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MICROSCOPE-ANTIQUES.COM     2013-16.




BRASS CYLINDER MICROSCOPES FROM THE 2 ND AND 3RD QUARTER OF THE 20TH CENTURY

ORIGIN: GERMANY,
later WEST GERMANY

DESCRIPTION HISTORY

INTRODUCTION:
Small pocket-sized cylinder microscopes made mostly of brass date back hundreds of years. Examples from the 1700's and 1800's as well as the early 20th century are to be found on this site. The 'Microscope or Floroscope' may be the commonest antique microscope ever sold. What many people do not realize is that small inexpensive variations of these microscopes not only continued into the twentieth century, but actually into its second and third quarter. On this page are examples of these. They included one called the 'Brilliant U50' and another called the 'Mikro' as well as the 'Minivex' and one simply called the 'Small Microscope'. Other very similar examples with slightly different names also exist.

DESCRIPTIONS:

microscope

 microscope

 microscope

u50 instrAbove is the 'Brillant U50,' this example from the second quarter of the twentieth century. It came in a small wooden case (measuring 81 X 81 X 40 mm externally), with instructions in English on the lid (shown to the left) and a few slides. The optical element is housed in a Bakelite-like material. It is signed 'Germany' on the bottom diaphragm. The microscope measures 29 mm in external diameter and is about 53 mm long with the slot measuring 30 mm wide. It came with three plane slides measuring 61.5 X 19 X 1 mm, and one prepared slide labeled 'Veinus Acid.' Note that this microscope and the 'Mikro' shown below, both can accept not only the small slides provided but also the standard size 1 inch (25 mm) wide.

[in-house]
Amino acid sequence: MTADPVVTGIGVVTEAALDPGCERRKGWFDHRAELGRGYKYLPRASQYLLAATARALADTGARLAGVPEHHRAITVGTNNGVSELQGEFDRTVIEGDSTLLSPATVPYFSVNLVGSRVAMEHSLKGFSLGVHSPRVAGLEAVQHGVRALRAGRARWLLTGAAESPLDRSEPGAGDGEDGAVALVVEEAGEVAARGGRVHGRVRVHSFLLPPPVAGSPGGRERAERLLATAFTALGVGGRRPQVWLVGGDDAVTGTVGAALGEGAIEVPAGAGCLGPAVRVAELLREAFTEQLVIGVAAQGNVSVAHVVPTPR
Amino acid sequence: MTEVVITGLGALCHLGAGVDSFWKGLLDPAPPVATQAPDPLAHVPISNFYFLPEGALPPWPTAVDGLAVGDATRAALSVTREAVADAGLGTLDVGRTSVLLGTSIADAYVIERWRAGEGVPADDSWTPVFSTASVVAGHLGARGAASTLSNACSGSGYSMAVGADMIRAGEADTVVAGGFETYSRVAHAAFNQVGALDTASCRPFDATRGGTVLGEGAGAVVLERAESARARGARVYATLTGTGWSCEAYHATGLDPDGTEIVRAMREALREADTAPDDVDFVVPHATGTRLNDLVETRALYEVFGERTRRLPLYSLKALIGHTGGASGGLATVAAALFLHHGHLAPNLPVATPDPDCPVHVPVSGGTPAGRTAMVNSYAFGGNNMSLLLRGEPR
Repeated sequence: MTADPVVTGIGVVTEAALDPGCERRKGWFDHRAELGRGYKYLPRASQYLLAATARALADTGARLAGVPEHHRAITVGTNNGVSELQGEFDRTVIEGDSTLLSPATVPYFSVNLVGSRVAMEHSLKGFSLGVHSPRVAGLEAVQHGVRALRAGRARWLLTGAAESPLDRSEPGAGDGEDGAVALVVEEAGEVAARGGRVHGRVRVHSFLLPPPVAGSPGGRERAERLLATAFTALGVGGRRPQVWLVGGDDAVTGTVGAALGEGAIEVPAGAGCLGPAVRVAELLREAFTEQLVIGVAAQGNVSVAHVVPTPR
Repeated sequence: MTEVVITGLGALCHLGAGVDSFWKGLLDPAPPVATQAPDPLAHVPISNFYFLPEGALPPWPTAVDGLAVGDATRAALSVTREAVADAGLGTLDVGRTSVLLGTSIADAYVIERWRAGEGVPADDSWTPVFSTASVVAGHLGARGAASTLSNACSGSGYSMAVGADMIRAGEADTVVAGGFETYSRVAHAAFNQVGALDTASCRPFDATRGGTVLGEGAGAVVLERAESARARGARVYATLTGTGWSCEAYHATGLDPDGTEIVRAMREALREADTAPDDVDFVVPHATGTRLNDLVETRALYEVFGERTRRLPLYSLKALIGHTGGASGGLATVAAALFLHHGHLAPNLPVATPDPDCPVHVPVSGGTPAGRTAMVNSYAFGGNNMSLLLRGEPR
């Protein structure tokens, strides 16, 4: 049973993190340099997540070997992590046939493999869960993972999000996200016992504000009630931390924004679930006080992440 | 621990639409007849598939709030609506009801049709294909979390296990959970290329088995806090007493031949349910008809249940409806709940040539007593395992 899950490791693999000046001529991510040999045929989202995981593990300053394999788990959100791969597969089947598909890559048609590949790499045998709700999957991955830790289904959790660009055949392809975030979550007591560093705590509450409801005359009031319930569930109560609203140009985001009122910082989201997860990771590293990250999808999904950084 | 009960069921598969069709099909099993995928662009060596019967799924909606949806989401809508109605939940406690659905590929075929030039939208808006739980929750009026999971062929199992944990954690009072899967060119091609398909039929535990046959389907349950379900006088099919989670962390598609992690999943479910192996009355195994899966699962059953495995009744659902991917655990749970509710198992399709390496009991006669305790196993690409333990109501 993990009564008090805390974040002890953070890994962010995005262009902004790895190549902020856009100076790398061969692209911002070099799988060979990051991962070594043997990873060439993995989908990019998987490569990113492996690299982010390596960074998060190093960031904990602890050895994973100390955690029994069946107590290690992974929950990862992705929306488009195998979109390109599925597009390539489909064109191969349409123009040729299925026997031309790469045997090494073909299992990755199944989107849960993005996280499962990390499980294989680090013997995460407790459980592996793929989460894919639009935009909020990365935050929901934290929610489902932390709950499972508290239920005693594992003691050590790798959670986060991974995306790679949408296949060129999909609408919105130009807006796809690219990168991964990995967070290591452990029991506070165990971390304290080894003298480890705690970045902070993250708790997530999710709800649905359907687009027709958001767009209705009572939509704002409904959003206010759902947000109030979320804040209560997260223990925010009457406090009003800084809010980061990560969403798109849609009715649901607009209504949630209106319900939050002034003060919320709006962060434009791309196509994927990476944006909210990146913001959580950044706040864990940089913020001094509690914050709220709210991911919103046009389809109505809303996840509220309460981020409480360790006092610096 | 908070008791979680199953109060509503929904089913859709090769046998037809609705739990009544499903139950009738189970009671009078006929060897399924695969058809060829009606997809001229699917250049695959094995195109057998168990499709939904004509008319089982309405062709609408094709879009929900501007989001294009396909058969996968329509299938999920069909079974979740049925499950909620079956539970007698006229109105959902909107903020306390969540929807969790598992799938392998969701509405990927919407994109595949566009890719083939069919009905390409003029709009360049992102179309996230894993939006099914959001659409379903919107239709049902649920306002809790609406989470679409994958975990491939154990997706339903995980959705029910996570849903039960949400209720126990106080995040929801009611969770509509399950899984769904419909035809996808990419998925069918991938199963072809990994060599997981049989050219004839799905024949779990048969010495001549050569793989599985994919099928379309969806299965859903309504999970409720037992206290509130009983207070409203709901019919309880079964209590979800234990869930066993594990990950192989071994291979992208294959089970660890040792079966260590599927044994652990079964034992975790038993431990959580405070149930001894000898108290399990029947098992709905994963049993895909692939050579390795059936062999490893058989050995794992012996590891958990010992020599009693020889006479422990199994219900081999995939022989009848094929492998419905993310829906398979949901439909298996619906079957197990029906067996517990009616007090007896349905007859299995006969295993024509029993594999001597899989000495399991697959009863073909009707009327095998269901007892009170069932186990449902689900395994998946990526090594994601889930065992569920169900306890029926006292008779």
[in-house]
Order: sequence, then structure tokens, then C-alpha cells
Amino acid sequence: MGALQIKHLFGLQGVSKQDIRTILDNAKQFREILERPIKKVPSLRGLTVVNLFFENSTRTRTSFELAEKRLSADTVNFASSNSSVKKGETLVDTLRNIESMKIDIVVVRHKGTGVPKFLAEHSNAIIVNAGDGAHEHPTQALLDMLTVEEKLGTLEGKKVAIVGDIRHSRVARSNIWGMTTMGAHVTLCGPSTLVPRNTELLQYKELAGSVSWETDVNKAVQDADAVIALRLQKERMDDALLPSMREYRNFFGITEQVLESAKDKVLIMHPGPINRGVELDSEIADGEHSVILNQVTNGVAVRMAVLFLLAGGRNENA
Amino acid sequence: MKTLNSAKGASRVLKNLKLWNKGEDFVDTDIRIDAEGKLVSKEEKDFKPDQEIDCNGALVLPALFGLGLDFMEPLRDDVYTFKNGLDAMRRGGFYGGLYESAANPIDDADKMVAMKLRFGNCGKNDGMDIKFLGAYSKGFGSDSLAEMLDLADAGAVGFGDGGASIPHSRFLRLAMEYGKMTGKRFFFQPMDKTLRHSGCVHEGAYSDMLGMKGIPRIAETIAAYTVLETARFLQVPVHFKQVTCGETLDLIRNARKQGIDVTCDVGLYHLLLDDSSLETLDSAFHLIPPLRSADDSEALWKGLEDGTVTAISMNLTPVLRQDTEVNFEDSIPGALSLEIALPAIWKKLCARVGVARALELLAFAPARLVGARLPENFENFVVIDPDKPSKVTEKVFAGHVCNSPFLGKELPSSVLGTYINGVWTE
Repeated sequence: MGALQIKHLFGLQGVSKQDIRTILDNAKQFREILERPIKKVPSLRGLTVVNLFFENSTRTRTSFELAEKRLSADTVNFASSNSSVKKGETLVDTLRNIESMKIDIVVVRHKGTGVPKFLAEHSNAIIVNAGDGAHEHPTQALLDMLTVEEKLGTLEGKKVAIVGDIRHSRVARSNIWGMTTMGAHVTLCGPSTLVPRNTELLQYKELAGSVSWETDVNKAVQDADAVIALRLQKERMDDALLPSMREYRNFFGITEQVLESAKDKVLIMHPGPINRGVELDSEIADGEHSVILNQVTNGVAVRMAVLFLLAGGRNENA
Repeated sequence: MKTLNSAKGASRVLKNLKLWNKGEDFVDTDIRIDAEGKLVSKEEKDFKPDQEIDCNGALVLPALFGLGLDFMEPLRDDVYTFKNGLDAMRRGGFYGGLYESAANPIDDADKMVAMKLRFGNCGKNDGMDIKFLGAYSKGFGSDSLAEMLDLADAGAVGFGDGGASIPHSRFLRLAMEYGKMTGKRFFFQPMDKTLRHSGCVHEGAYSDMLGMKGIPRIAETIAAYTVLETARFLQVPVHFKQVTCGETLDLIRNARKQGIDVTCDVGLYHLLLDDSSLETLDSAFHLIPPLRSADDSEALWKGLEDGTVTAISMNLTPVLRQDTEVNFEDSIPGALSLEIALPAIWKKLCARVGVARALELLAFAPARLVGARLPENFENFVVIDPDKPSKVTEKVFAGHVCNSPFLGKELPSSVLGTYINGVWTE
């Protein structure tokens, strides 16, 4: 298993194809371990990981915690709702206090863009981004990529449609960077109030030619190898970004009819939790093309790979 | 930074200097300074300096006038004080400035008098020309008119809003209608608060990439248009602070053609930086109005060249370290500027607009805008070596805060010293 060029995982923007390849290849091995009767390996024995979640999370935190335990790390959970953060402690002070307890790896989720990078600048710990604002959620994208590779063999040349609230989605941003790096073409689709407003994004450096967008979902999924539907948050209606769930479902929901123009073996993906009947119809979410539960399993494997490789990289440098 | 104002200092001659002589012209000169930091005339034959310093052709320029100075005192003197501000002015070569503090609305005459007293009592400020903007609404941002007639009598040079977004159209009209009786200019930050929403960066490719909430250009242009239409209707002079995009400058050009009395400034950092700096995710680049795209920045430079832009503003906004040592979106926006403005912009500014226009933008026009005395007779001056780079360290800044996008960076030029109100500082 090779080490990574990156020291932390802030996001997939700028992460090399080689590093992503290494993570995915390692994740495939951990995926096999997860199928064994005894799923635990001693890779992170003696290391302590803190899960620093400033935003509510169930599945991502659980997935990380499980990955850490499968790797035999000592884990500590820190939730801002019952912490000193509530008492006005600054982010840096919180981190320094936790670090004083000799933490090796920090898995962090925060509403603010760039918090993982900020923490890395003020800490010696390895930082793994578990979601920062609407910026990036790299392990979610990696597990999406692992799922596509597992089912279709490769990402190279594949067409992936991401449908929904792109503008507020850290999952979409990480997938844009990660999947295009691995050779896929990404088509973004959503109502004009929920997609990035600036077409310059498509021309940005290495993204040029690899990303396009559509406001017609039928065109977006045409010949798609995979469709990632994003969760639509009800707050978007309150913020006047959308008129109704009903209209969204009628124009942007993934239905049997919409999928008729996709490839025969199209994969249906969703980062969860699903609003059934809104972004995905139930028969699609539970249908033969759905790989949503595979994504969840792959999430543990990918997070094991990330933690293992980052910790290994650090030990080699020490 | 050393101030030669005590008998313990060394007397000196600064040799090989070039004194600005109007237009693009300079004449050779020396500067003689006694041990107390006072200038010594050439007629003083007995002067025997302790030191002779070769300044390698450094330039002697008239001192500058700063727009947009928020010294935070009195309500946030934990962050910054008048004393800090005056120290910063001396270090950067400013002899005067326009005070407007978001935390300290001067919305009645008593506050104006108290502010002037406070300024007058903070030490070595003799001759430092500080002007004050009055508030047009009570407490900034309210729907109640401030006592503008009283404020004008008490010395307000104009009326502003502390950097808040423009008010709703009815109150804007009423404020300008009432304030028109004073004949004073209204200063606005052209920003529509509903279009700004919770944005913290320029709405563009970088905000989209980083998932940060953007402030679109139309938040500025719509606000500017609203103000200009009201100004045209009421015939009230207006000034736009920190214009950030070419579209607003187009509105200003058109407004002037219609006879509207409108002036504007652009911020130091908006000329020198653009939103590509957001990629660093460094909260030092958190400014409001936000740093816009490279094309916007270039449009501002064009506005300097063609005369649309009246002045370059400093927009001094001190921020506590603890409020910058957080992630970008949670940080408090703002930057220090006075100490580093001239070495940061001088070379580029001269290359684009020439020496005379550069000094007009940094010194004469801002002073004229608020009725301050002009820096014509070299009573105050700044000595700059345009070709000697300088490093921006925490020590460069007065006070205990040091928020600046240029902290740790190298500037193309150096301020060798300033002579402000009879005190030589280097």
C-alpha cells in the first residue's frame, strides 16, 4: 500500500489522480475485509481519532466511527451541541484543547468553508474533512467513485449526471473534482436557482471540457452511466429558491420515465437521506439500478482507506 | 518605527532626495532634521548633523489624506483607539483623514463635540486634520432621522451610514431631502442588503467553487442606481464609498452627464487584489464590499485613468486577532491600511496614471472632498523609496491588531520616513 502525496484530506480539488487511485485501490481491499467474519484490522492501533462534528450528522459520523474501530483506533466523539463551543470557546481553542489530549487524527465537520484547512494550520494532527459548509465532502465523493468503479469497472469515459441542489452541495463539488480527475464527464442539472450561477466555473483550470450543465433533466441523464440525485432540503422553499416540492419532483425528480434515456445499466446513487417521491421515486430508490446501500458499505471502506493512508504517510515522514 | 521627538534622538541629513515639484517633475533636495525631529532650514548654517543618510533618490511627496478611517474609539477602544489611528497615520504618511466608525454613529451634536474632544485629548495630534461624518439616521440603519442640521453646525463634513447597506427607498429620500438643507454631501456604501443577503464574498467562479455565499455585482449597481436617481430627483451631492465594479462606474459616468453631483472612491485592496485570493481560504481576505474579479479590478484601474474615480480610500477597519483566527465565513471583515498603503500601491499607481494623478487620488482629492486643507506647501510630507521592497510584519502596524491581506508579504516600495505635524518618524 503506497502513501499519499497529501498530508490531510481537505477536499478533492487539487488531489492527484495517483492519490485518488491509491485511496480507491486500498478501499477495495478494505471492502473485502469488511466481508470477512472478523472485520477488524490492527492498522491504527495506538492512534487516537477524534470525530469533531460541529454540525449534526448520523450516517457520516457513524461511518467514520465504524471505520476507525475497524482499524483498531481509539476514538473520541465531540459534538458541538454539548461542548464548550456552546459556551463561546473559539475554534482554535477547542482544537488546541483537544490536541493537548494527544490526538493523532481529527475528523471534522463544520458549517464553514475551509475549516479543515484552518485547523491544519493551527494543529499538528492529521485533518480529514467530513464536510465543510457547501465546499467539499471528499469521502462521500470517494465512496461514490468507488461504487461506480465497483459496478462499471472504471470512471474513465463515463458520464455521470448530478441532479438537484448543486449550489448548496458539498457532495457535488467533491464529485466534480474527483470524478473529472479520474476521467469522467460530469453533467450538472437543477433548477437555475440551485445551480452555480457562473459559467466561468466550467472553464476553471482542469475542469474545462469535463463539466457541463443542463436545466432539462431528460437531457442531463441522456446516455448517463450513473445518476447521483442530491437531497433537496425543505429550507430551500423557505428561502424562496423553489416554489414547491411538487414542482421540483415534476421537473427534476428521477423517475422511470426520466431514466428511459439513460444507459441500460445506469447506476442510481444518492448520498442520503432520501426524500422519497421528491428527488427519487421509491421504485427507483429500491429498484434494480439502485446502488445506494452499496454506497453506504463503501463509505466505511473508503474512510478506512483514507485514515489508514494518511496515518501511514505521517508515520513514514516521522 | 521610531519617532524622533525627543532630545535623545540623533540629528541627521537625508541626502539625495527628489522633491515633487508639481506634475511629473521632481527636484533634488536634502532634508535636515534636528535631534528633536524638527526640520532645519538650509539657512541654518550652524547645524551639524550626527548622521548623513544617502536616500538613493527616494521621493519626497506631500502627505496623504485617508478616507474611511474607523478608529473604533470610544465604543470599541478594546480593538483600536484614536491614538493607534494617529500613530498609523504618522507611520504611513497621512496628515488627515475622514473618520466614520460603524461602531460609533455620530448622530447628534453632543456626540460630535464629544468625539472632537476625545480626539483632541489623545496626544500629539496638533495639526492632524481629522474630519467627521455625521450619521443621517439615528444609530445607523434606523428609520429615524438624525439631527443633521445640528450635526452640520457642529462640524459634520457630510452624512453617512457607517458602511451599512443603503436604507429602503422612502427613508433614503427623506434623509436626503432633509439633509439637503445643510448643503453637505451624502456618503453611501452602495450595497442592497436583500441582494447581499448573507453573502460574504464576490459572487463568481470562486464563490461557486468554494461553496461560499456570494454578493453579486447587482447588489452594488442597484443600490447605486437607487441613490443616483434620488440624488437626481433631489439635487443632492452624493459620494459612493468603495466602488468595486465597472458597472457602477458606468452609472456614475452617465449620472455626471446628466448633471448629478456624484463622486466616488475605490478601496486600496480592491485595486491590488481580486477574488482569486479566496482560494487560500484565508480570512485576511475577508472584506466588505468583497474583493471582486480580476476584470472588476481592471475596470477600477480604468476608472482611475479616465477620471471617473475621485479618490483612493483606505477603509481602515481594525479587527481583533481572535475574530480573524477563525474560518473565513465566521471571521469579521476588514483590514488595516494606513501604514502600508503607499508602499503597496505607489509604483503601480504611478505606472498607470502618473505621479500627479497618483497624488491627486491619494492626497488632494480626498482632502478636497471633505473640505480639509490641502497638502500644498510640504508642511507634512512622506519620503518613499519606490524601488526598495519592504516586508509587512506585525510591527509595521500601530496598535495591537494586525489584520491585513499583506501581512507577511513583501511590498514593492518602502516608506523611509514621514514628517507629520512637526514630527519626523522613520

microscope

 microscope

 microscope

instructionscaseThis microscope, also likely from the second quarter of the 20th Century, called the 'Mikro,' with instructions written in German(translation provided in blue by me) is similar to the Brillant U50, but has an attachment with a small incandescent light source. It is unsigned and does not bear its country of origin on the instrument itself. The optical cylinder has an outside diameter of 29 mm and is 55 mm long. The lighting attachment measures 30 mm in outside diameter and is about 53 mm long excluding the bulb. It was designed to accept a battery that is no longer produced measuring about 20 mm in diameter and 40 mm long. The user had the option of using natural lighting or the electric source. This would have used a battery from the time when the outer side covering of the battery, made of thin paper, was easily removed. Contact was then made with the side of the battery, by pushing in the chromed button on the side to complete the circuit. Again a Bakelite-like material houses the optics. The battery compartment is closed with a disk-shaped wooden fitting, which is painted a flat black color, with two screws projecting out horizontally. This disk is secured by engaging the two pins which fit snugly into small cutouts in the bottom of the light source cylinder. The fitted main case is made of a light colored wood. Two slides are included, one plane, and one depression slide. A single small cover slip is also in the kit. The slides measure 58 X 17 X 1 mm. The exterior dimensions of the box are 105 X 94 X 42 mm. The slot is wide enough to accept not only the small slides provided, but also standard 1 inch (24 mm) wide slides.

microscope

 microscope

 microscope

 microscope

 microscope

This instrument is very similar to the 'Brillant U50' but has a nifty case with accessories and sliding cover. Further it features the convenience of a stand and mirror.

microscope

 microscope

 microscope

This instrument is very similar to the 'Brillant U50' and the preceding entry, but uses a wire stand rather than the solid construction in the one immediately above it. It too features the convenience of a stand and mirror.


HISTORY

scopeAs mentioned above, these instruments were sold in the second and third quarter of the twentieth century. Shown here is an ad from 1956.